I think that Chinese philosopher Lao Tzu, who lived over a thousand years ago, was a pretty smart guy when he said,  “Being deeply loved by someone gives you strength, while loving someone deeply gives you courage.” Without hesitation, this strong young woman sat holding my mother’s hand and hugging her as Nana took her last breath. It was a defining moment for both my daughter and me, as the tiller of the mothership was handed down to me.



6 comments:

Oak in the Seed said...

The torch of wisdom has been passed to you and you are ready for it, as is your daughter for you to have it. Be kind to those who cannot find the courage to approach you now in your grief, they know their shortcomings and suffer for it.
I am not sure if my memory serves correctly, but did you mention something about writing a book about your mother?

Victoria Cummings said...

Diane - Thanks for your kind words. You are right about those who can't deal with what I am going through. I feel sad for them. I did write a book of some of my mother's stories for her and our family. Some day, there will be a bigger book, but I need a bit more distance before I can attempt that.

Grey Horse Matters said...

I think it's wonderful that you had a memorial service for your mom at her last home. All of the caregivers got a chance to say goodbye. I'm sure like you mentioned most families don't even give them a second thought. Acknowledging the people that cared for your mom and continuing to help out there will make you keep part of your extended family close.

Mother's always pass the knowledge of what they've learned over their lifetime on to their daughters to use as a guide as they bring up their own children. Your mom has passed her wisdom on to you and you will in turn pass it on to your daughter.

Don't dwell too much on what other people do right now. Some don't know how to deal with another persons grief or loss. They may simply think by giving you space and time to deal with your feelings they are doing the right thing. Each of us is different in what we need emotionally and it's not easy for everyone to know what exactly a particular person needs. So they usually do what they think is right.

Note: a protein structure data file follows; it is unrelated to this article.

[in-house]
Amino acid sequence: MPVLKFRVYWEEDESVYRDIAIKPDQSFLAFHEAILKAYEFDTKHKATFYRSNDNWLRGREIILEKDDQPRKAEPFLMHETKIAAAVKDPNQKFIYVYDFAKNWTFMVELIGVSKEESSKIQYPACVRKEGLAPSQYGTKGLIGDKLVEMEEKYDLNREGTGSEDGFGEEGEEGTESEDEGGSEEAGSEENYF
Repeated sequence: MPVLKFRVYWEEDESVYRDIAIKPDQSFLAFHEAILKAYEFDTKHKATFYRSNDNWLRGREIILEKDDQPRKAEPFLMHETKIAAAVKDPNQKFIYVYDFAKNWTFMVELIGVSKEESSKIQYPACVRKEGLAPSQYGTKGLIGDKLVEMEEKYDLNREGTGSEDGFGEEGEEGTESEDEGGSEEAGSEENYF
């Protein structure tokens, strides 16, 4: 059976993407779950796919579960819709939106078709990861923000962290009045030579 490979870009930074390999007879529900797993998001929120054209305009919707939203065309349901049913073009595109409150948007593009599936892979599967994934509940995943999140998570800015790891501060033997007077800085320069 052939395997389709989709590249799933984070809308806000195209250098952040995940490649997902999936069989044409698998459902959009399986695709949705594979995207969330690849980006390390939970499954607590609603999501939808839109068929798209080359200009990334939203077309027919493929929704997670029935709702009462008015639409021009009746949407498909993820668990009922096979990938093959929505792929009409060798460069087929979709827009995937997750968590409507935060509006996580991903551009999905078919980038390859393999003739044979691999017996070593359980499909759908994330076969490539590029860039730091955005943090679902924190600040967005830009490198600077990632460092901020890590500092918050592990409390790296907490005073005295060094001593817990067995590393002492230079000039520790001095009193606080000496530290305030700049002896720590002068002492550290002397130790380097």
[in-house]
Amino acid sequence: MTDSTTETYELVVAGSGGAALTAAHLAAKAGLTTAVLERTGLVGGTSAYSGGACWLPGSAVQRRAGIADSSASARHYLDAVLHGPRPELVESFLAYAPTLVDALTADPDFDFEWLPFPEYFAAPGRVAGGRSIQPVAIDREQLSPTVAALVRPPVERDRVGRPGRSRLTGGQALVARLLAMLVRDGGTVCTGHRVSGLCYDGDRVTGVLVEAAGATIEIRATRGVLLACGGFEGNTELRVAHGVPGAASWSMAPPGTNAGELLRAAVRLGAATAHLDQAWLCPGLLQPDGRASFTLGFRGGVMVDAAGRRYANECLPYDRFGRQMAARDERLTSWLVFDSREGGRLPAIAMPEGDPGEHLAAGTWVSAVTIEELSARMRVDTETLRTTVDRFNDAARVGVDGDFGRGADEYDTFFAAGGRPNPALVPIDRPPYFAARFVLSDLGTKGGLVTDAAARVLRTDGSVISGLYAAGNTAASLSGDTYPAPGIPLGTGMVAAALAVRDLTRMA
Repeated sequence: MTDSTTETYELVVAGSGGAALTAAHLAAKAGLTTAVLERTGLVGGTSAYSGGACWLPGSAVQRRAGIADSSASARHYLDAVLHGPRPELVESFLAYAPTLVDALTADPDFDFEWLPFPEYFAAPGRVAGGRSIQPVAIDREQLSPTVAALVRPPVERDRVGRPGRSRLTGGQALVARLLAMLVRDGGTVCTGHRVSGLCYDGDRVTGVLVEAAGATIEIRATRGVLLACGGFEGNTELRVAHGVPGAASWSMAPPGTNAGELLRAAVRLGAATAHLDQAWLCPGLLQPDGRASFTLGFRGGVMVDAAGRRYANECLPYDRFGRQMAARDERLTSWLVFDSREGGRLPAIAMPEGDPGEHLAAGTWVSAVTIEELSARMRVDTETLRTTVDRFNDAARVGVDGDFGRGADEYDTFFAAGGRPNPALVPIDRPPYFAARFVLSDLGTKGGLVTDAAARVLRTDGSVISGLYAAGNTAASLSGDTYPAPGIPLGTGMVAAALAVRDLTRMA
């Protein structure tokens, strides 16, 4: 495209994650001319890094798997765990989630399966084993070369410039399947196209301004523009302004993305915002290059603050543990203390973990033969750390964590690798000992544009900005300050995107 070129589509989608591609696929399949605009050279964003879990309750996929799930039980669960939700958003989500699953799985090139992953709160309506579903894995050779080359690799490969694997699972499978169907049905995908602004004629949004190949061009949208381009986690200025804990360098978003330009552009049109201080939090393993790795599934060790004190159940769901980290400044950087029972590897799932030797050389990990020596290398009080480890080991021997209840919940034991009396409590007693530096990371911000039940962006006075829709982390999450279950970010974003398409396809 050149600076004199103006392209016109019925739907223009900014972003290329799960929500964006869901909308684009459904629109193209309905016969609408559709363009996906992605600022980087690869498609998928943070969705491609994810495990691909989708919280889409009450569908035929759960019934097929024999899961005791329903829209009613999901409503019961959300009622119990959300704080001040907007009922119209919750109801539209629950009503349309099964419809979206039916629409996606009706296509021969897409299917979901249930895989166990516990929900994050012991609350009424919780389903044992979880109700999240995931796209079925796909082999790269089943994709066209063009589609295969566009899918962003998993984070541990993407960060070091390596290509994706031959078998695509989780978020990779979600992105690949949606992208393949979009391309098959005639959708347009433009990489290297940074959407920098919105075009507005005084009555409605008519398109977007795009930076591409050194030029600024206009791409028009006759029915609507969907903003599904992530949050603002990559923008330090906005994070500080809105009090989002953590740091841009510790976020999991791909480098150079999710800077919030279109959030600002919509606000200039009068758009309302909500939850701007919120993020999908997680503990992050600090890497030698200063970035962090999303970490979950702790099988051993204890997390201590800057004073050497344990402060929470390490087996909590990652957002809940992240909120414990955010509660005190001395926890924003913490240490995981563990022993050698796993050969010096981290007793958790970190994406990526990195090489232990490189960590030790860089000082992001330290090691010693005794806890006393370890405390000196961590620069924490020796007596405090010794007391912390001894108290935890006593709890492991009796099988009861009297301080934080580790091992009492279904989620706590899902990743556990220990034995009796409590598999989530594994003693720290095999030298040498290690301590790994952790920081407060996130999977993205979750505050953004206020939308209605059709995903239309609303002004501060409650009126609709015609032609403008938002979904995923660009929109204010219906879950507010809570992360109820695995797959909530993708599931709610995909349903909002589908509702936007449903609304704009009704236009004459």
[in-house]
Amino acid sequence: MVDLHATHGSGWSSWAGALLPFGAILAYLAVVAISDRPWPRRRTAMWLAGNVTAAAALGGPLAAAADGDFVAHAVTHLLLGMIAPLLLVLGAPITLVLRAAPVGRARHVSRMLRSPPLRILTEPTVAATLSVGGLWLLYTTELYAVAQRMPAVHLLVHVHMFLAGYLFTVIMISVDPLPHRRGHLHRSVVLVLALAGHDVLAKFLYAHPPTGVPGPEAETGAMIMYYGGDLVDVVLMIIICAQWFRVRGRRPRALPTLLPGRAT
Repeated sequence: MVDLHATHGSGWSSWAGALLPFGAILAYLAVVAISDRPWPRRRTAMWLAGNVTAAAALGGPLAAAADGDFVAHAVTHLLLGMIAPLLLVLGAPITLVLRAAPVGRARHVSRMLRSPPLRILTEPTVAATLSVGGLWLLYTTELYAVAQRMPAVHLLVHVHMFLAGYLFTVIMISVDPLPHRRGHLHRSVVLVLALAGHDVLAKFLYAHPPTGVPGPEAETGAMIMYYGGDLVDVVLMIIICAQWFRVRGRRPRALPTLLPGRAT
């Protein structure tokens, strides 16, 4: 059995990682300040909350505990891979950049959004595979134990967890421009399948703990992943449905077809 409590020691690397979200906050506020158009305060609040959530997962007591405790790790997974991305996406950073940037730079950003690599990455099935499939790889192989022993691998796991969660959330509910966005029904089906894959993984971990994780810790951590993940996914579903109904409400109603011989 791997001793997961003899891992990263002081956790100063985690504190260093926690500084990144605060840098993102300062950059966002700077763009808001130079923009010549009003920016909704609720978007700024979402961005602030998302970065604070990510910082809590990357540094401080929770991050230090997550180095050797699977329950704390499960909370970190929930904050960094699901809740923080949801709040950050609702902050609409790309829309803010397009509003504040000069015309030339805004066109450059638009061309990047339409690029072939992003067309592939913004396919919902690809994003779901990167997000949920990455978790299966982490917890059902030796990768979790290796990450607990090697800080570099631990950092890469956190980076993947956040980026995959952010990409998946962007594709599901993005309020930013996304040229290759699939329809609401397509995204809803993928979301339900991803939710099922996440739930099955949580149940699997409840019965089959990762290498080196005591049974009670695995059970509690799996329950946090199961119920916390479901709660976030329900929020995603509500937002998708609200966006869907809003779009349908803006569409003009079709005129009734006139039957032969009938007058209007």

Victoria Cummings said...

Thanks, Arlene, words of wisdom. Looking forward to seeing you soon.

C-ingspots said...

Grief is an emotion that, fortunately, most of us don't experience deeply, but for a few times in our lives. It's not an emotion that we can prepare for, and at times becomes overwhelming, and at times, leaves us feeling exposed and raw...without any protection, it's hard to explain in words. And you're right, the pain is on so many levels that we have to work through. One thing I've learned is that people experience and deal with emotional pain, death and grief vastly different. We all just do what we think is best, at the time we're living through it all. Celebrations of your mom's life is exactly what is needed right now, for everyone who knew and cared for her personally. It was very thoughtful and generous to share your mom with her caretakers. I'm sure they loved her too. This circle of life is one we never stop growing and learning from. It just goes on. Blessings Victoria.

Victoria Cummings said...

Thanks C - I have just asked myself at each step along the way, what would my mom like- and tried to do it so that she would be happy if she were here.